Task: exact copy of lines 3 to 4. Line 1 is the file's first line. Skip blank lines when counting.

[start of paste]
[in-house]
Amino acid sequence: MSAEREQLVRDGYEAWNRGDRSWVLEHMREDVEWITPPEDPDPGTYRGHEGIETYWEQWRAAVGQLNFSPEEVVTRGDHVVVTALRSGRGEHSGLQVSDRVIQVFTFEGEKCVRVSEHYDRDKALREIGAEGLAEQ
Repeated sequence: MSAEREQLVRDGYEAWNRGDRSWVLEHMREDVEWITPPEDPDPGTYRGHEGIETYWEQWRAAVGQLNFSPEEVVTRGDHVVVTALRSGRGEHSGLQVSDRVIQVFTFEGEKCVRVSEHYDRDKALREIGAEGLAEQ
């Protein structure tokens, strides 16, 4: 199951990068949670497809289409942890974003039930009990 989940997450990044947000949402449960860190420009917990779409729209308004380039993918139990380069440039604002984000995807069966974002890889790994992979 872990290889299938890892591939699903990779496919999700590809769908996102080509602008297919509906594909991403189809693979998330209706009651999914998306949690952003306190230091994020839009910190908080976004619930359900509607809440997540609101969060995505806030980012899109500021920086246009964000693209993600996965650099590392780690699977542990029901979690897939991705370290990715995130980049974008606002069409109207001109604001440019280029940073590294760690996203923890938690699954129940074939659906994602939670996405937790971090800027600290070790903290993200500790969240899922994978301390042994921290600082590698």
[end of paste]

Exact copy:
Repeated sequence: MSAEREQLVRDGYEAWNRGDRSWVLEHMREDVEWITPPEDPDPGTYRGHEGIETYWEQWRAAVGQLNFSPEEVVTRGDHVVVTALRSGRGEHSGLQVSDRVIQVFTFEGEKCVRVSEHYDRDKALREIGAEGLAEQ
């Protein structure tokens, strides 16, 4: 199951990068949670497809289409942890974003039930009990 989940997450990044947000949402449960860190420009917990779409729209308004380039993918139990380069440039604002984000995807069966974002890889790994992979 872990290889299938890892591939699903990779496919999700590809769908996102080509602008297919509906594909991403189809693979998330209706009651999914998306949690952003306190230091994020839009910190908080976004619930359900509607809440997540609101969060995505806030980012899109500021920086246009964000693209993600996965650099590392780690699977542990029901979690897939991705370290990715995130980049974008606002069409109207001109604001440019280029940073590294760690996203923890938690699954129940074939659906994602939670996405937790971090800027600290070790903290993200500790969240899922994978301390042994921290600082590698």